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F.C. Superintendent Noonan Makes Official 2% Budget Growth Proposal

F.C. SCHOOL SUPERINTENDENT PETER NOONAN (left) presented his recommended budget for the coming fiscal year to the F.C. School Board Tuesday night. (Photo: News-Press)

Falls Church City Schools Superintendent Peter Noonan made official to the School Board Tuesday night that his recommendation for the coming fiscal year budget is a restrained two percent growth, which if adopted by the board and later this spring by the Falls Church City Council would be the smallest growth increase for the City’s schools in years. His proposal for a $52,137,504 budget would keep the schools within parameters of expected revenue growth for the Falls Church city government overall in the coming fiscal year, and if adopted would mean that a new overall City-schools budget could involve no real estate tax increase for citizens this coming year.

Still, Noonan’s recommended budget provides a “step,” according to the schools’ salary formula an average of a 2.95 percent increase,  and a one percent cost of living adjustment (COLA) for school teachers and other employees, and increases the average educational cost per student to $19,152 for the 2,680 students in the system due to, Noonan said, the policy commitment to maintain small class sizes.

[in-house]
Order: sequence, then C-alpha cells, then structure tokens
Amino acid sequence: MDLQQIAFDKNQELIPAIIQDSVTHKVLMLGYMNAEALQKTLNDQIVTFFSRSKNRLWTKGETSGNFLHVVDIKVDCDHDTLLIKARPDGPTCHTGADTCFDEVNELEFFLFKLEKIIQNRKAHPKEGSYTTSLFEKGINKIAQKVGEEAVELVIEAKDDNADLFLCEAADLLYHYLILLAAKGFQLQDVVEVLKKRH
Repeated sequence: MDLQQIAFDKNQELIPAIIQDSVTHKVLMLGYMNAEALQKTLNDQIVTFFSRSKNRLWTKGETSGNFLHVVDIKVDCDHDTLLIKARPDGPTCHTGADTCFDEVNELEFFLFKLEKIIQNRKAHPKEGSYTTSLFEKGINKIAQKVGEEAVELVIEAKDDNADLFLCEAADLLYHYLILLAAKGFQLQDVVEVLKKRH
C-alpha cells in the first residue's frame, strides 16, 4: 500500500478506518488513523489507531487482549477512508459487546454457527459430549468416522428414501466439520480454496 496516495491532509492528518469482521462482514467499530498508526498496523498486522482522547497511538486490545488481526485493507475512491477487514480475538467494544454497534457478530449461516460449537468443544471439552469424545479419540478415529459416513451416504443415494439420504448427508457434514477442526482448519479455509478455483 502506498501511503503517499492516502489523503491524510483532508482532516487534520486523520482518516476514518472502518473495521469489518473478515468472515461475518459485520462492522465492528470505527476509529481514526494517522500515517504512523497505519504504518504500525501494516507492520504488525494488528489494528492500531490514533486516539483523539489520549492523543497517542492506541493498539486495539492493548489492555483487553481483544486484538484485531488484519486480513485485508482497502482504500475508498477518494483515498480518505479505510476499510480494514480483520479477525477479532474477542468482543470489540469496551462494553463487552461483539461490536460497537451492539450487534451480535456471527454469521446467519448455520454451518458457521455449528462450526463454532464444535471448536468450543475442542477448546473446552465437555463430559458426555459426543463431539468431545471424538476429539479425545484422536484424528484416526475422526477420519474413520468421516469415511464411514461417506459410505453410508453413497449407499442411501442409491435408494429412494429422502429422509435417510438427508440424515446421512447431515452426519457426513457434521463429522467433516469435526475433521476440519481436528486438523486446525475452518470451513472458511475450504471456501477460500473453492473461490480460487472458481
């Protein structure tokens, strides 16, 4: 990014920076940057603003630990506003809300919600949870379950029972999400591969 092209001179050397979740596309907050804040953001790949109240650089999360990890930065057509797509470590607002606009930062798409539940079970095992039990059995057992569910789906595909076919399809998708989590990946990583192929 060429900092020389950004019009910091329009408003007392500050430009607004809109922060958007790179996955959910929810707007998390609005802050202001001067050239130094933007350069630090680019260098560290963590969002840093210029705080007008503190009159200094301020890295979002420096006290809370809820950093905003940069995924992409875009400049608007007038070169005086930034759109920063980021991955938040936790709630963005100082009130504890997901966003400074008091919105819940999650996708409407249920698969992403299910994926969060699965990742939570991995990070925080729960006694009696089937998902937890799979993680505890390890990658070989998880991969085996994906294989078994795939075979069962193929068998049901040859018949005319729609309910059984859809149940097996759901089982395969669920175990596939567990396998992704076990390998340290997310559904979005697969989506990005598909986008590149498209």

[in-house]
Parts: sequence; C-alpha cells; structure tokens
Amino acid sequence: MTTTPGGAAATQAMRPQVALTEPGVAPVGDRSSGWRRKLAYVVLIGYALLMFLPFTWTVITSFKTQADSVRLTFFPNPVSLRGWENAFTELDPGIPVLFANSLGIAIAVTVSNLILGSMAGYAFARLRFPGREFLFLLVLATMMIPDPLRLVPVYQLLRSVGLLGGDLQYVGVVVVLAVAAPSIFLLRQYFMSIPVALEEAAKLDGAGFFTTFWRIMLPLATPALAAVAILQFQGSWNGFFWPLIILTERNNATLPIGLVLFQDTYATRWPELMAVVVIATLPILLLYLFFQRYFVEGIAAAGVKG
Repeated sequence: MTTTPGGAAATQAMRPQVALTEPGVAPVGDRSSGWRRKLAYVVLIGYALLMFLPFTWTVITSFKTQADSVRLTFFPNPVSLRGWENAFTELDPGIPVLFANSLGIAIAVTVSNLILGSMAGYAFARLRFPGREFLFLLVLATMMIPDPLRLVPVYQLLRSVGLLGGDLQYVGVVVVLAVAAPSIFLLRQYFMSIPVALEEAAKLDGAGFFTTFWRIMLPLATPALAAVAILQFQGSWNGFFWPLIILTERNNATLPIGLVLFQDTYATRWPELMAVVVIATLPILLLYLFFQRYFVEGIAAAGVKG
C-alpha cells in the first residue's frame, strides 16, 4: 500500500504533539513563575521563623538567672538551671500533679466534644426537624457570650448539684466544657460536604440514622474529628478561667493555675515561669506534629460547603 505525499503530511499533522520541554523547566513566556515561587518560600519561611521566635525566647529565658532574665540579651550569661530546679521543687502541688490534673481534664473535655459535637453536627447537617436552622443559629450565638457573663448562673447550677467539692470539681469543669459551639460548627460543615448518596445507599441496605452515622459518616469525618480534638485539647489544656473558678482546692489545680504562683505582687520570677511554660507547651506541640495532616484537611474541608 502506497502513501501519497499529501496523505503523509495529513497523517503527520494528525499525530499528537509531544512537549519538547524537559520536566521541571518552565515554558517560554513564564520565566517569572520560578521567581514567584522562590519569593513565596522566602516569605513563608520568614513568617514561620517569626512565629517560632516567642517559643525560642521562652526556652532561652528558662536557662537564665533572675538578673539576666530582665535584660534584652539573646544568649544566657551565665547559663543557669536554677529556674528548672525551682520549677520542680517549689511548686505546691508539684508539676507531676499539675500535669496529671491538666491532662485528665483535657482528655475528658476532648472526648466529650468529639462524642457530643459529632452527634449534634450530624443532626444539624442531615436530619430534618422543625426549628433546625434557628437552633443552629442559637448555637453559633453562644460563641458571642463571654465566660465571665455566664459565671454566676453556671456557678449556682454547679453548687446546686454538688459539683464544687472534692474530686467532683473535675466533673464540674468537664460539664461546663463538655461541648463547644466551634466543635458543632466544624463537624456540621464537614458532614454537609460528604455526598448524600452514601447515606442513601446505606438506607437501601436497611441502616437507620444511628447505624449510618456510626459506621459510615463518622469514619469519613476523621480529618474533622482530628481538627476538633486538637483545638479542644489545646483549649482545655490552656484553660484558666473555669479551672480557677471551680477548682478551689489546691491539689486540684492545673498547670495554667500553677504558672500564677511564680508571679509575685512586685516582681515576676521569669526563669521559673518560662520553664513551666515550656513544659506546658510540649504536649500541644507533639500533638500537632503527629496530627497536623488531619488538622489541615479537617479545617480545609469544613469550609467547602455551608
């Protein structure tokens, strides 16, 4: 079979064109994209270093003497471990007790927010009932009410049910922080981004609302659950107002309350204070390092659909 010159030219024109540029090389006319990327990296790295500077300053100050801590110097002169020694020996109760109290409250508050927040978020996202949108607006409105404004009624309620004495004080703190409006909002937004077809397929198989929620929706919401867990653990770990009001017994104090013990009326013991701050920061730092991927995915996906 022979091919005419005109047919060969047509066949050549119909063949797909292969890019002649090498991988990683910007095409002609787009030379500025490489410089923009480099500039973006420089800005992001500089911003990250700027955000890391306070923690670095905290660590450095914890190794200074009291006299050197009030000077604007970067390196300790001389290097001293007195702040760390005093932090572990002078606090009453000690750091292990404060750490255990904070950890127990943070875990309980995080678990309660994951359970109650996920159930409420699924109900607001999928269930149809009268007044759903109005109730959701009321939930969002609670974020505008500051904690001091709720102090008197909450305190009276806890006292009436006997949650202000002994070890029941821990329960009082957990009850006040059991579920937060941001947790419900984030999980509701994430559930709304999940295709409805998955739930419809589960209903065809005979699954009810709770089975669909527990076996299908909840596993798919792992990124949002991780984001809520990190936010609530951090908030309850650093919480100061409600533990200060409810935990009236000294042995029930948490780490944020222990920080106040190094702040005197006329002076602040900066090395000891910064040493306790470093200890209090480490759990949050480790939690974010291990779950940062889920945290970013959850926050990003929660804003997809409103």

The School Board will begin its own deliberations on the budget with a work session next Tuesday night, aiming toward its formal budget adoption by Feb. 19, following a series of work sessions and public hearings. The board will be led this year by Erin Gill, voted unanimously the new chair at Tuesday’s meeting, and Greg Anderson, voted the new vice chair.

Noonan’s recommendations include allowing, by attrition, the downsizing by five of positions from across the system, while not impacting class sizes. and resultant savings from salary turnover, from a reduction in post-employment benefits, from transitional retirement programs. This is associated with lower than projected growth this last year, and in another notable move, the decision by the administration to lower the Weldon Cooper enrollment estimate for next fall from a projected 54 new students next September to 24, anticipating 30 fewer mostly kindergarten and lower grade students.

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